The Most Common U.S. Passport Requirements

By Amy Curtis; Updated June 08, 2017

Did you know about all of these U.S. passport requirements?

The Most Common U.S. Passport Requirements

Traveling overseas? How exciting! Now, all you have to do is get your passport. For the uninitiated, this can seem a daunting task, but really, it’s pretty simple. Here are the most common U.S. passport requirements:

Get your application

Pick up your passport application at a passport agency or fill it out online at the U.S. State Department website. It’s a pretty straightforward form. Provide personal information about yourself and your parents – even if you're not a minor – and supply reliable contact information and your Social Security number.

Prove your identity

For this, you’ll need a valid in-state driver’s license that’s not expired; a U.S. passport expired or not, as long as it’s undamaged; a Certificate of Naturalization or a Certificate of Citizenship; a government employee ID; a military ID; or a valid foreign passport. If you have an out-of-state ID, you’ll also need to present an additional form of identification. If you have undergone or are undergoing gender transition, there are additional requirements.

Proof of citizenship

The documents required to prove your citizenship overlap somewhat with the identification documents, but note that must present a separate document for each category. You can use your birth certificate; Consular Report of Birth Abroad; a Certificate of Citizenship; or a Certificate of Naturalization. You can also use your old passport, even if it’s expired, as long as it’s not damaged.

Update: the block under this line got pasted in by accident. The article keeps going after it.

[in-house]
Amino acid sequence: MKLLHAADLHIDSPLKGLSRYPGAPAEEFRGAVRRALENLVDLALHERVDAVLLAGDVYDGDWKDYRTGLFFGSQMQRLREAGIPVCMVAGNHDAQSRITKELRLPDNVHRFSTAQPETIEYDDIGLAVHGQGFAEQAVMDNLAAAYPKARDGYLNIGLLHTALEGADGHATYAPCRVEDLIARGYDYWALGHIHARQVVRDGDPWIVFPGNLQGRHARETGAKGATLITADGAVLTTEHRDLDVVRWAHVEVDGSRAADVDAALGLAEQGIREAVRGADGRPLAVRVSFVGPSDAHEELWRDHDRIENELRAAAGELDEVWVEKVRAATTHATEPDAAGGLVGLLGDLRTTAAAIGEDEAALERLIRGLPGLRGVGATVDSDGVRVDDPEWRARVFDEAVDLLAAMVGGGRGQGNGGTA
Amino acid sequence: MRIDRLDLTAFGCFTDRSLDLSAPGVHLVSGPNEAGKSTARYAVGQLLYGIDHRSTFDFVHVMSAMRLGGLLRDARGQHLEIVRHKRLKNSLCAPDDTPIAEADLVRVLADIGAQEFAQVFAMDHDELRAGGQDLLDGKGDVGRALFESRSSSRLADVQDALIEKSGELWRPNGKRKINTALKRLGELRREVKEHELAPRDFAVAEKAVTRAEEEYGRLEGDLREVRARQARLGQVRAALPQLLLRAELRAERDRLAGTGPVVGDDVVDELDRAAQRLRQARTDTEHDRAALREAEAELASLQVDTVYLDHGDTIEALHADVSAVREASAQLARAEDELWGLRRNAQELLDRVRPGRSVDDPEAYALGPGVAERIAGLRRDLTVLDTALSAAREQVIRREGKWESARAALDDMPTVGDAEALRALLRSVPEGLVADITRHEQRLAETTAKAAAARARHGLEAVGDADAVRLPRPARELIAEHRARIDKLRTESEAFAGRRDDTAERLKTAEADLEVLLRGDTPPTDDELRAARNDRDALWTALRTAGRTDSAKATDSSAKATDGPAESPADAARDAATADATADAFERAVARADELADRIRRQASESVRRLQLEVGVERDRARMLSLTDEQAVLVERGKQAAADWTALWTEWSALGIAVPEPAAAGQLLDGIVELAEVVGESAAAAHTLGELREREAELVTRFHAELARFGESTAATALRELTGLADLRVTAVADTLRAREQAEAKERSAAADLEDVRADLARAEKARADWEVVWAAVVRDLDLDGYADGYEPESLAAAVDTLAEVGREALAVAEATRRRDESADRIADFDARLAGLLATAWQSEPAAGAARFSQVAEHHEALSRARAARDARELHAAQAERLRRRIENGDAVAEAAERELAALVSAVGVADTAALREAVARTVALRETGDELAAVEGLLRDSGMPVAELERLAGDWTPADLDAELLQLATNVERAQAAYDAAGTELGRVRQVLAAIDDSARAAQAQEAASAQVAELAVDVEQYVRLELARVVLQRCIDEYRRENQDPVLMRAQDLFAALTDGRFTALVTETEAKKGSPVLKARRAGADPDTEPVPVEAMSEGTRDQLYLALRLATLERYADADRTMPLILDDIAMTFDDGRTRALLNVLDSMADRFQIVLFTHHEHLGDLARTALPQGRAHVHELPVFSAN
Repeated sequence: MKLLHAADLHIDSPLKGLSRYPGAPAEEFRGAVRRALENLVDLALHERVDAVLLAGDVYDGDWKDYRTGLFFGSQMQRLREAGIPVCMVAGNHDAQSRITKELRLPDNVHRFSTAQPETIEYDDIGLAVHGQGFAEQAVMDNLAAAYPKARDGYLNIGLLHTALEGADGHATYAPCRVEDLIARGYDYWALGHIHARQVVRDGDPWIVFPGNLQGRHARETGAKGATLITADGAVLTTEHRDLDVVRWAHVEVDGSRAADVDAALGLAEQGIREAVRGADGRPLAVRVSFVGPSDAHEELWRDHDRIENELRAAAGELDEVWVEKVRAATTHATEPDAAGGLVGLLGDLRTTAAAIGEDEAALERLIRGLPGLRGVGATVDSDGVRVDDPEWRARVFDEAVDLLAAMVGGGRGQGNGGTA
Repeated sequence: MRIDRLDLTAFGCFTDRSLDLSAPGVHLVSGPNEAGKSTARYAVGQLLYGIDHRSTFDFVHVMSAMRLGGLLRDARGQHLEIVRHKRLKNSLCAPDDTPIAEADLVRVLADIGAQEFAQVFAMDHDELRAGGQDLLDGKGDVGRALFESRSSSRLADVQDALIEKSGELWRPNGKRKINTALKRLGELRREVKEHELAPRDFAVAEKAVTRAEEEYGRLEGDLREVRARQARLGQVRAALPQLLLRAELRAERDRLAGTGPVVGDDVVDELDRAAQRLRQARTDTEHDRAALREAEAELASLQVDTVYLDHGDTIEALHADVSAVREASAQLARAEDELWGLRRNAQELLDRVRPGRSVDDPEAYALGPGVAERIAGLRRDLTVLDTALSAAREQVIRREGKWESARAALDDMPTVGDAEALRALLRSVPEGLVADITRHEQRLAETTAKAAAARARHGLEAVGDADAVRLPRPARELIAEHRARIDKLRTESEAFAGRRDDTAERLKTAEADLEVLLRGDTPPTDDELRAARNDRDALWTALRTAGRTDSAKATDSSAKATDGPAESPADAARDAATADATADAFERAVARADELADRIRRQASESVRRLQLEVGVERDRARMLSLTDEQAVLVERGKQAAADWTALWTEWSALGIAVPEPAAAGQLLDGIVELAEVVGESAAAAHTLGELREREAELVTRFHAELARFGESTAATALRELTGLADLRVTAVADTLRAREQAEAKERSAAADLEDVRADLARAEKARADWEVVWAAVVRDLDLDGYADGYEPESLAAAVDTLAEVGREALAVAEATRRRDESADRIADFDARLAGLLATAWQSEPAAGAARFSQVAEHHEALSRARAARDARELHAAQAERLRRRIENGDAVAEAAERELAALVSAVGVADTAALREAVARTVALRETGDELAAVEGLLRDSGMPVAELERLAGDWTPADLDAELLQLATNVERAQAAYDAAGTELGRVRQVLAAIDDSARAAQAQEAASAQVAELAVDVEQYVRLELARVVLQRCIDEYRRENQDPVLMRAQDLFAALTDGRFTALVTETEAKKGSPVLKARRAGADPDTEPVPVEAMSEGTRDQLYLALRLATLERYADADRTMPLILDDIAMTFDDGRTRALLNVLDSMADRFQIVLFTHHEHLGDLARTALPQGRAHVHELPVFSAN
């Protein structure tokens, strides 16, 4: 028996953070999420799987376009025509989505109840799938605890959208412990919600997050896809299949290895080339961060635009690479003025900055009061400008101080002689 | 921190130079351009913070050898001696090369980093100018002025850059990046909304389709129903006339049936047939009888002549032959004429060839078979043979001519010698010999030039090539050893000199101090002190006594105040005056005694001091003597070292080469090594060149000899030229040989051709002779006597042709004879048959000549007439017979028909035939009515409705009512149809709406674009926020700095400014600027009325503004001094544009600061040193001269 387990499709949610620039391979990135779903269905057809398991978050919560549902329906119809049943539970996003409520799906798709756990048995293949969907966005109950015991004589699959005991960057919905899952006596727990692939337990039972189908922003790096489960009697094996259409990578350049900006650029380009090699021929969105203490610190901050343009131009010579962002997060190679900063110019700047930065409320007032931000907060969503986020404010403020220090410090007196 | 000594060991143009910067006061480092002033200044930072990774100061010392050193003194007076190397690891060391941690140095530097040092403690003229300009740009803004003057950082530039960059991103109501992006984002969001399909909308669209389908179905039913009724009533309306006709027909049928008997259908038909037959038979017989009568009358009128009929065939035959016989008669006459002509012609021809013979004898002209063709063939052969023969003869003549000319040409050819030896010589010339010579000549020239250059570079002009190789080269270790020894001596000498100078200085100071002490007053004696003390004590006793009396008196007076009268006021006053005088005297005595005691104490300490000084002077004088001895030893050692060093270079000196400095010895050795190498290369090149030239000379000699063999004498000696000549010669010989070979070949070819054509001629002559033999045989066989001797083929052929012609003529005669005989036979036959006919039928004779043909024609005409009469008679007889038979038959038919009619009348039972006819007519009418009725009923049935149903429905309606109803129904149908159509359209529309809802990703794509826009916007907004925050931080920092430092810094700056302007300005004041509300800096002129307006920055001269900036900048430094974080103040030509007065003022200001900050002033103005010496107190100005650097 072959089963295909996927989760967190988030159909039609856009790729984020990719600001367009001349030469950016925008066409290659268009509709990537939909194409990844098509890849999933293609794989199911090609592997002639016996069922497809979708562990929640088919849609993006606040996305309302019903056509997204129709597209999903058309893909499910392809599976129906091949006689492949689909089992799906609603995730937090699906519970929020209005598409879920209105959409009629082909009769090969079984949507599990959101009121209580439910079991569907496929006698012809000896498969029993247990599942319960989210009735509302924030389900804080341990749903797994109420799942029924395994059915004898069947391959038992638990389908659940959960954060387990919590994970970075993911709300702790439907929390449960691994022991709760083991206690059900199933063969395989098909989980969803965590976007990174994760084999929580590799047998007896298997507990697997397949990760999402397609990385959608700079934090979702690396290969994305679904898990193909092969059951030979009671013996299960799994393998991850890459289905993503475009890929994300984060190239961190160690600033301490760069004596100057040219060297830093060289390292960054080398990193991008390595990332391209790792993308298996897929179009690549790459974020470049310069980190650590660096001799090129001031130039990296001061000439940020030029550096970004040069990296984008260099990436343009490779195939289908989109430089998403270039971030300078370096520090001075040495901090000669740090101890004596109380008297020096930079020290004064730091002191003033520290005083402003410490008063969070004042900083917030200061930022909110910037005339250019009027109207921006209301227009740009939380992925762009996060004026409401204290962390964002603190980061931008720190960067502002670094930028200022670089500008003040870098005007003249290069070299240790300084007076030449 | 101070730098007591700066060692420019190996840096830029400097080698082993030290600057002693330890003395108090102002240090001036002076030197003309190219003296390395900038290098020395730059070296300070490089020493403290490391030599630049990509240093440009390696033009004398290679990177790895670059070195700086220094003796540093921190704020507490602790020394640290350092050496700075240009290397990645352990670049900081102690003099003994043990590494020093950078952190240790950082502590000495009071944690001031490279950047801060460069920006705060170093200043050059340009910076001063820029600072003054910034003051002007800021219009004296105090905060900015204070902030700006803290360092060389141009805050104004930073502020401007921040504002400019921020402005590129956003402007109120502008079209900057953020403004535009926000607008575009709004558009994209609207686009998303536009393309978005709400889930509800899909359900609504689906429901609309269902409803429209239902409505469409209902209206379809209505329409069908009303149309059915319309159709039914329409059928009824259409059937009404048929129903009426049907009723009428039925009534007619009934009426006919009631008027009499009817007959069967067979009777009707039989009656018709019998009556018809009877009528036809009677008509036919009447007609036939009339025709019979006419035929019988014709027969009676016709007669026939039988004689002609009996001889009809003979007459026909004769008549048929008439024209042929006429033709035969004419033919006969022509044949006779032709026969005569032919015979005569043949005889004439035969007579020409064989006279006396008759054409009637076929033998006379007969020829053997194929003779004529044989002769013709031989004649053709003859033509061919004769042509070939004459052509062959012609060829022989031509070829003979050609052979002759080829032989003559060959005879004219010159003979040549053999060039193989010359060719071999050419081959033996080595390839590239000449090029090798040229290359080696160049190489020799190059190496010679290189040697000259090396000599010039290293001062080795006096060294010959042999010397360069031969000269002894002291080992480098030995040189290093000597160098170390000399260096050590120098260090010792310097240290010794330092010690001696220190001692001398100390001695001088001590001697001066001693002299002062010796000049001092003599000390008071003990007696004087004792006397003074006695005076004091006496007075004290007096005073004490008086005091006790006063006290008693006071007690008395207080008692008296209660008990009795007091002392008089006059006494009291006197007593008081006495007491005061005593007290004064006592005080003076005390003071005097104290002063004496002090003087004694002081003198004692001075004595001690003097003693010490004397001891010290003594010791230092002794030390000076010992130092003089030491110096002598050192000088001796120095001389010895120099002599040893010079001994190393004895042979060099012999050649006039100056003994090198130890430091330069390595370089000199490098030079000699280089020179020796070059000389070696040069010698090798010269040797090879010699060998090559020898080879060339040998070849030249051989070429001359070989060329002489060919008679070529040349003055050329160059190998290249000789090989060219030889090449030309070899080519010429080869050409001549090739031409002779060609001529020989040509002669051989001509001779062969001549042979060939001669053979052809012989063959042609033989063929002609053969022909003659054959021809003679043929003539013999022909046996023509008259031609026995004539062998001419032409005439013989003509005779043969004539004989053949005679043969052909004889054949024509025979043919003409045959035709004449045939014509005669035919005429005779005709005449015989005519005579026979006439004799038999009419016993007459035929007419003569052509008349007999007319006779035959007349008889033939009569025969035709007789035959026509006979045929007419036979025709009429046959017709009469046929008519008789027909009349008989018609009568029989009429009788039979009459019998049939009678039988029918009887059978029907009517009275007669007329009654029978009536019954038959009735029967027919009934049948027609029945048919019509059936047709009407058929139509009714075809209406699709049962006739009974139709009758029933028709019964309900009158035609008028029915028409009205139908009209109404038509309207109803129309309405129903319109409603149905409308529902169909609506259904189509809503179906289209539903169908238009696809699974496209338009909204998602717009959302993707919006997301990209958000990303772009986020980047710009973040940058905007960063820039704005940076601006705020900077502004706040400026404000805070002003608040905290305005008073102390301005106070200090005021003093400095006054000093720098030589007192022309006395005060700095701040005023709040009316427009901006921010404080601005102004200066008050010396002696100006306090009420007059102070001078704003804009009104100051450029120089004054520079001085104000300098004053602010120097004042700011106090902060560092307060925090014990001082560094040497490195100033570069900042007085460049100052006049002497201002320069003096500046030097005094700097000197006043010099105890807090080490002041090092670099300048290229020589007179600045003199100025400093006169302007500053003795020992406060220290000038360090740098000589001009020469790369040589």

Say “cheese!”

Passport photos are not a work of art, but they’re easy to get. You'll need two of them. They must be 2 inches square and recent, with a neutral background. You may not wear a hat, glasses or headphones in your passport photo, and the picture must have been taken within the last six months. Many local drug and retail stores provide passport photos, and some passport agencies take them on site.

Apply in person

Once you’ve gathered everything you need, head for your nearest passport agency. Call 877-4-USA-PPT to find a nearby location.

Allow plenty of time

Expect to wait about six weeks from the time you submit your application to the time you receive your passport. You can have the process expedited, but it costs an extra $60 to $75, including shipping.

Renewing your passport

If you got your passport when you were under 16, you’ll need to renew it after five years. For those over 16, passports must be renewed every 10 years. It is important to note, that some countries require that six months' of validity remains on your passport when you enter that country. This means that if you’re traveling with a passport that expires within six months, there’s a good chance you won’t be allowed onto the plane or into the country of your destination.

Applying for a passport outside the U. S.

If you’re a U.S. citizen, you’ll need to apply in person at a U.S. consulate or embassy. Procedures vary depending on where you are, but the documentation you’ll need remains the same.

About the Author

Amy Curtis